I started what was going to be a tribute to Zork and the like. A classic text adventure with a sort of twist ending (as you solve the puzzles, more information about the other characters is revealed through pictures on walls, journals, etc., and the main character is met with and subsequently forced to live with the results of an ethical decision at the end of the game).
Problem is, an adventure like that of any significant size is quite a large undertaking, and this is my first game. So I’m thinking of putting it on the shelf and working on something a bit smaller first, then coming back to it later.
Unfortunately, all my ideas seem even more ambitious than this one, and I really don’t want to do another “escape the room” puzzle.
First: congratulations on knowing that you really want to scale back for your first game. That’s a really good first step to getting things done!
I’d say that the answer depends on whether or not you’re going to want to release this game to the public. If not, there’s a Time Honored Tradition of writing a “My Apartment”[/Studio/Office/Whatever] game. You focus on getting a reasonable facsimile of an actual space you know, and you load it up with in-jokes for your friends/officemates. This is a fun tack to take if you want to learn some intricacies of a language without having to pound your head against the wall to be creative about what you should even be making. You still don’t want to get too bogged down in the details – feel free to implement your favorite kitchen appliance, but if you find yourself implementing all of them, it’s probably time to move on to something a little more interesting. The major caveat here is that no one you don’t know in real life is going to want to play your game, and you should not even try to get them to do so. (Entering it into the Comp is right out.)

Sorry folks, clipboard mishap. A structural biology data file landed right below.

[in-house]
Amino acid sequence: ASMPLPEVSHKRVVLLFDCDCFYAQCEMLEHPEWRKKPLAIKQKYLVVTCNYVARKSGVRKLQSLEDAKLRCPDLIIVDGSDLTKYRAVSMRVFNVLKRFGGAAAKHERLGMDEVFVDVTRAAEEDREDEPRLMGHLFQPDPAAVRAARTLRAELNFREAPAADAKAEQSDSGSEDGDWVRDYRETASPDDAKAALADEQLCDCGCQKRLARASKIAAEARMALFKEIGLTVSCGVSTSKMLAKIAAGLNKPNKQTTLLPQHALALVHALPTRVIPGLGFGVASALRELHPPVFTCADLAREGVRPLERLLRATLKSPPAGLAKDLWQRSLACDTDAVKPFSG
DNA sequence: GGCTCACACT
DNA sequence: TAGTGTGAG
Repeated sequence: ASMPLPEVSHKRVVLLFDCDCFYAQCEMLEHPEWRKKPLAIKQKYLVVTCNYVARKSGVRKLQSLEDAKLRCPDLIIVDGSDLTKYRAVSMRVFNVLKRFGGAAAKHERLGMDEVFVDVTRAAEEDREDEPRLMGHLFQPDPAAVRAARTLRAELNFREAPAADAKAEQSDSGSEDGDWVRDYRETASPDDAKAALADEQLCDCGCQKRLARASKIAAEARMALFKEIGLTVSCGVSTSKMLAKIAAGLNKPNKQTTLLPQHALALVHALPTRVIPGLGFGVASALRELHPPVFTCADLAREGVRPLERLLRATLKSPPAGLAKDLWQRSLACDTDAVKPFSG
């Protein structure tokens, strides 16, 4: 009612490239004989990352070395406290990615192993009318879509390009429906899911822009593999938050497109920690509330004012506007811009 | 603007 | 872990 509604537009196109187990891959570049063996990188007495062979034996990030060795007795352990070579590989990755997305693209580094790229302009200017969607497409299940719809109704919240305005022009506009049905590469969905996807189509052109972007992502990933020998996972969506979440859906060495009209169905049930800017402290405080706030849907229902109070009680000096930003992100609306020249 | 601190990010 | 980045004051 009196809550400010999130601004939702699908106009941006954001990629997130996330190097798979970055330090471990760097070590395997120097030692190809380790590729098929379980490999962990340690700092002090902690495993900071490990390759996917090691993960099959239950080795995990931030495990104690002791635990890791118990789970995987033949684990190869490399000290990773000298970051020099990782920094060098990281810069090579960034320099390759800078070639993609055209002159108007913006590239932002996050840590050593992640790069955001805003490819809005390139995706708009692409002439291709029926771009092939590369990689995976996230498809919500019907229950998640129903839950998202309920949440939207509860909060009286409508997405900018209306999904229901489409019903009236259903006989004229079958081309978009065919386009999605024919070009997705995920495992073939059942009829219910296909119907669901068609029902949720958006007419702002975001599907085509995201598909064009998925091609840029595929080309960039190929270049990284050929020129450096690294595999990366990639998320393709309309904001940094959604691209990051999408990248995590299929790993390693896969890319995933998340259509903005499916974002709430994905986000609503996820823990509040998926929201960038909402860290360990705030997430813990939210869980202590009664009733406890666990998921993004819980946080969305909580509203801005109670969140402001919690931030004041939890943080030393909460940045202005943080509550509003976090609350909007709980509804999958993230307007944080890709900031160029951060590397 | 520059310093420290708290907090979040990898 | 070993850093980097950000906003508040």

Otherwise, you might try playing some Speed-IFs (here or here) for inspiration, with the idea being that you’re probably looking for some ideas of a scope that a “pro” could complete in under two hours.
You could try taking a single aspect of the game you want to make, and make a little demo game around that. For example, you mentioned pictures appearing on walls. Do a game that revolves around location description changes. Do you want an NPC? Make a game where there’s an NPC that does one aspect of what you need the NPC’s in FutureWork to do - for example, the NPC moves around, or will comment on player actions.
This will not only give you potentially helpful code at the end, but also teach you about the language and give you an idea of whether that piece of your idea is workable or not.
You could also try looking at the example games in various documentation sources, and see if you can flesh them out and make them more interesting. Inform, at least, has lots of very tiny sample pieces of code that are good jumping-off points for inspiration.
Well, it depends on what you feel moved to do. You might try adding things that you’d try as a player, and add those, aiming toward a short, polished work that you could show to someone. (As a bonus, if you’re trying to get someone to work with, it’s easier if you have something to show that showcases your skills.) Or do some thorough testing to make sure things are working as you think they are.
If you’re looking for game sketch ideas, Seventh Sanctum has some truly gleeful plot and theme generators you can play with. I’m inordinately fond of the What-if-inator for its mashups. “What if George Orwell was a god?” “What if Jack the Ripper had access to interstellar travel?” (http://www.seventhsanctum.com/generate.php?Genname=whatif)
You could also consider starting on the big game you want to do; most people don’t recommend it, but I think it can work if you’re motivated enough and it’s what you really want to do. Although it’s helpful if you can build outward from a core, rather than trying to do everything at once.